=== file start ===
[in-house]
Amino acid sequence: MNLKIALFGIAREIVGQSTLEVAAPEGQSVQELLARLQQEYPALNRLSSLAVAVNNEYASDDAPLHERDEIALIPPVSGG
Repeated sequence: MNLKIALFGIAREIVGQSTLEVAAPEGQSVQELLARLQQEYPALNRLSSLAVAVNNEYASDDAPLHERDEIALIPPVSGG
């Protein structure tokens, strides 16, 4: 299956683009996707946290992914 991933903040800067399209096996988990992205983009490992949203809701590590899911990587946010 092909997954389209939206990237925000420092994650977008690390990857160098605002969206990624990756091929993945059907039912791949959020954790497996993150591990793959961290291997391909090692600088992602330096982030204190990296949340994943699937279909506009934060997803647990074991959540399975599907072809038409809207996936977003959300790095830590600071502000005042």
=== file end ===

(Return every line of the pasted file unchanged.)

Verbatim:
[in-house]
Amino acid sequence: MNLKIALFGIAREIVGQSTLEVAAPEGQSVQELLARLQQEYPALNRLSSLAVAVNNEYASDDAPLHERDEIALIPPVSGG
Repeated sequence: MNLKIALFGIAREIVGQSTLEVAAPEGQSVQELLARLQQEYPALNRLSSLAVAVNNEYASDDAPLHERDEIALIPPVSGG
């Protein structure tokens, strides 16, 4: 299956683009996707946290992914 991933903040800067399209096996988990992205983009490992949203809701590590899911990587946010 092909997954389209939206990237925000420092994650977008690390990857160098605002969206990624990756091929993945059907039912791949959020954790497996993150591990793959961290291997391909090692600088992602330096982030204190990296949340994943699937279909506009934060997803647990074991959540399975599907072809038409809207996936977003959300790095830590600071502000005042």